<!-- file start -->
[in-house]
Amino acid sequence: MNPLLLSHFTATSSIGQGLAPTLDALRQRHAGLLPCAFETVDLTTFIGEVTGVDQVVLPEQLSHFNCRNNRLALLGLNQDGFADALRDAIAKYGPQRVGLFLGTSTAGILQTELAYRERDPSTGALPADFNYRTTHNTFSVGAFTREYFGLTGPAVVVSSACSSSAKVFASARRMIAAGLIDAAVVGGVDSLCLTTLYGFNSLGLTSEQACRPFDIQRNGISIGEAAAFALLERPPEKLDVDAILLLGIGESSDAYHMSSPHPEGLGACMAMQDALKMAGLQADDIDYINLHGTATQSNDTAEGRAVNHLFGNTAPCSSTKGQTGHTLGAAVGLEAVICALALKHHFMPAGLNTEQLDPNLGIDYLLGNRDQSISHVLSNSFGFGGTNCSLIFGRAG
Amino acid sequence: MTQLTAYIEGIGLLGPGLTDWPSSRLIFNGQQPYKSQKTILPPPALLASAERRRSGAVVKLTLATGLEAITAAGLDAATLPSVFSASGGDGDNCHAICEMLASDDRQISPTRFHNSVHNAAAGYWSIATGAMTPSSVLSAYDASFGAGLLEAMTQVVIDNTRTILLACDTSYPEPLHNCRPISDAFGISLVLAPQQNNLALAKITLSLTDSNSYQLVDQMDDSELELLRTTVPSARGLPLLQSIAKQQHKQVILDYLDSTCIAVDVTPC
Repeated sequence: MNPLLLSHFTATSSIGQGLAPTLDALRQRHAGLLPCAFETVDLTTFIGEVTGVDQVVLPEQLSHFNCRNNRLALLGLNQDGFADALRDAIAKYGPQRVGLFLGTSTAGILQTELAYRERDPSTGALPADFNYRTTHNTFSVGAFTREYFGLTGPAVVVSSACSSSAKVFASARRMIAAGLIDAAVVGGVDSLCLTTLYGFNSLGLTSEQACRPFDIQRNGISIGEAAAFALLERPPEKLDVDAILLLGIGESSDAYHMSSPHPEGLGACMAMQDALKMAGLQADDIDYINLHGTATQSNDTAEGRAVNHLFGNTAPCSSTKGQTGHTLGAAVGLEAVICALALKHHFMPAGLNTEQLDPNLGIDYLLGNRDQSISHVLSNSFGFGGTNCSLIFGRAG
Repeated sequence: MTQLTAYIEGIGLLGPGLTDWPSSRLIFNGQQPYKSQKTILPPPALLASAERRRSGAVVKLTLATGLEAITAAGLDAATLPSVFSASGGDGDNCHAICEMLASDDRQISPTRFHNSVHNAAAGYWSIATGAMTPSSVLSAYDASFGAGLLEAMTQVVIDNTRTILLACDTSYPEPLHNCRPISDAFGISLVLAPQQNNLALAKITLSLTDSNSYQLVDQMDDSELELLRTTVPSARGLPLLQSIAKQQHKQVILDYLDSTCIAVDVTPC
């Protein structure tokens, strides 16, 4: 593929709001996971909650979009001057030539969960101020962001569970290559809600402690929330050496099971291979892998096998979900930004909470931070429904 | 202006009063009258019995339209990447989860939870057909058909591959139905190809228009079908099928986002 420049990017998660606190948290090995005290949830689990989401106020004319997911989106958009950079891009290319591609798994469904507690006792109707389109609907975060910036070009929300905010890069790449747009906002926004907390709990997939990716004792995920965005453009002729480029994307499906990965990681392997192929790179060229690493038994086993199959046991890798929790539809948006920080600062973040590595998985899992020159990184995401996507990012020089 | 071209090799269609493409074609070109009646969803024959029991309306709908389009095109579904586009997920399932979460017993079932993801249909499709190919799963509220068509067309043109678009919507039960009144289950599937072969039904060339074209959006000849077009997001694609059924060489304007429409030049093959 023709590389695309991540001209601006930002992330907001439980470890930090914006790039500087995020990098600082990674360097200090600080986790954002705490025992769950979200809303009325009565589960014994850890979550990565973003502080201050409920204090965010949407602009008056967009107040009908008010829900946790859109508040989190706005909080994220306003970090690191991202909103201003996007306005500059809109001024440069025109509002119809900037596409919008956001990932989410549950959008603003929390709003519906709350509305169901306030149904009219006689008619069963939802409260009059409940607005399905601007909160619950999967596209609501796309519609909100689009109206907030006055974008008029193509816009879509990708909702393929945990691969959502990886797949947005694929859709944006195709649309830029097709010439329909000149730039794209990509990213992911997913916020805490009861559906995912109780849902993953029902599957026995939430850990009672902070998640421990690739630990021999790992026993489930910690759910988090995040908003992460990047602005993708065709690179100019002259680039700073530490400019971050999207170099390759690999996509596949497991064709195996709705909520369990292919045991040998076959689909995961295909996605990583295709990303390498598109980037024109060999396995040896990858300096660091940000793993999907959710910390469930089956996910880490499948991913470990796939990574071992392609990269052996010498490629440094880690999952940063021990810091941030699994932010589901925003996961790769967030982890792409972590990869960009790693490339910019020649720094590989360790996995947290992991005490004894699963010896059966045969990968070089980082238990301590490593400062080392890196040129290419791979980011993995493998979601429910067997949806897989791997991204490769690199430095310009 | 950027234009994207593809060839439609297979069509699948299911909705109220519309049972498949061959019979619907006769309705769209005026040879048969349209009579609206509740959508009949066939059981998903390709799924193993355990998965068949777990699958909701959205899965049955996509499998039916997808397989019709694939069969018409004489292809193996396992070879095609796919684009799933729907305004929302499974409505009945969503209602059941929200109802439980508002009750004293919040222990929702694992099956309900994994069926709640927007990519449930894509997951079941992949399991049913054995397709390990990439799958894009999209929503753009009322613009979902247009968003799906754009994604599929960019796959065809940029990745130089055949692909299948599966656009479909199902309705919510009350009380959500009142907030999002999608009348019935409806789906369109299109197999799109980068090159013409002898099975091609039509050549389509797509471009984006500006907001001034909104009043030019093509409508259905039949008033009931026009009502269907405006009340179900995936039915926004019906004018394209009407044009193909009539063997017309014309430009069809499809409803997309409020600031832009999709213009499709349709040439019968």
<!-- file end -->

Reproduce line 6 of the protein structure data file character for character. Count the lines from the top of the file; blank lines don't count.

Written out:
């Protein structure tokens, strides 16, 4: 593929709001996971909650979009001057030539969960101020962001569970290559809600402690929330050496099971291979892998096998979900930004909470931070429904 | 202006009063009258019995339209990447989860939870057909058909591959139905190809228009079908099928986002 420049990017998660606190948290090995005290949830689990989401106020004319997911989106958009950079891009290319591609798994469904507690006792109707389109609907975060910036070009929300905010890069790449747009906002926004907390709990997939990716004792995920965005453009002729480029994307499906990965990681392997192929790179060229690493038994086993199959046991890798929790539809948006920080600062973040590595998985899992020159990184995401996507990012020089 | 071209090799269609493409074609070109009646969803024959029991309306709908389009095109579904586009997920399932979460017993079932993801249909499709190919799963509220068509067309043109678009919507039960009144289950599937072969039904060339074209959006000849077009997001694609059924060489304007429409030049093959 023709590389695309991540001209601006930002992330907001439980470890930090914006790039500087995020990098600082990674360097200090600080986790954002705490025992769950979200809303009325009565589960014994850890979550990565973003502080201050409920204090965010949407602009008056967009107040009908008010829900946790859109508040989190706005909080994220306003970090690191991202909103201003996007306005500059809109001024440069025109509002119809900037596409919008956001990932989410549950959008603003929390709003519906709350509305169901306030149904009219006689008619069963939802409260009059409940607005399905601007909160619950999967596209609501796309519609909100689009109206907030006055974008008029193509816009879509990708909702393929945990691969959502990886797949947005694929859709944006195709649309830029097709010439329909000149730039794209990509990213992911997913916020805490009861559906995912109780849902993953029902599957026995939430850990009672902070998640421990690739630990021999790992026993489930910690759910988090995040908003992460990047602005993708065709690179100019002259680039700073530490400019971050999207170099390759690999996509596949497991064709195996709705909520369990292919045991040998076959689909995961295909996605990583295709990303390498598109980037024109060999396995040896990858300096660091940000793993999907959710910390469930089956996910880490499948991913470990796939990574071992392609990269052996010498490629440094880690999952940063021990810091941030699994932010589901925003996961790769967030982890792409972590990869960009790693490339910019020649720094590989360790996995947290992991005490004894699963010896059966045969990968070089980082238990301590490593400062080392890196040129290419791979980011993995493998979601429910067997949806897989791997991204490769690199430095310009 | 950027234009994207593809060839439609297979069509699948299911909705109220519309049972498949061959019979619907006769309705769209005026040879048969349209009579609206509740959508009949066939059981998903390709799924193993355990998965068949777990699958909701959205899965049955996509499998039916997808397989019709694939069969018409004489292809193996396992070879095609796919684009799933729907305004929302499974409505009945969503209602059941929200109802439980508002009750004293919040222990929702694992099956309900994994069926709640927007990519449930894509997951079941992949399991049913054995397709390990990439799958894009999209929503753009009322613009979902247009968003799906754009994604599929960019796959065809940029990745130089055949692909299948599966656009479909199902309705919510009350009380959500009142907030999002999608009348019935409806789906369109299109197999799109980068090159013409002898099975091609039509050549389509797509471009984006500006907001001034909104009043030019093509409508259905039949008033009931026009009502269907405006009340179900995936039915926004019906004018394209009407044009193909009539063997017309014309430009069809499809409803997309409020600031832009999709213009499709349709040439019968």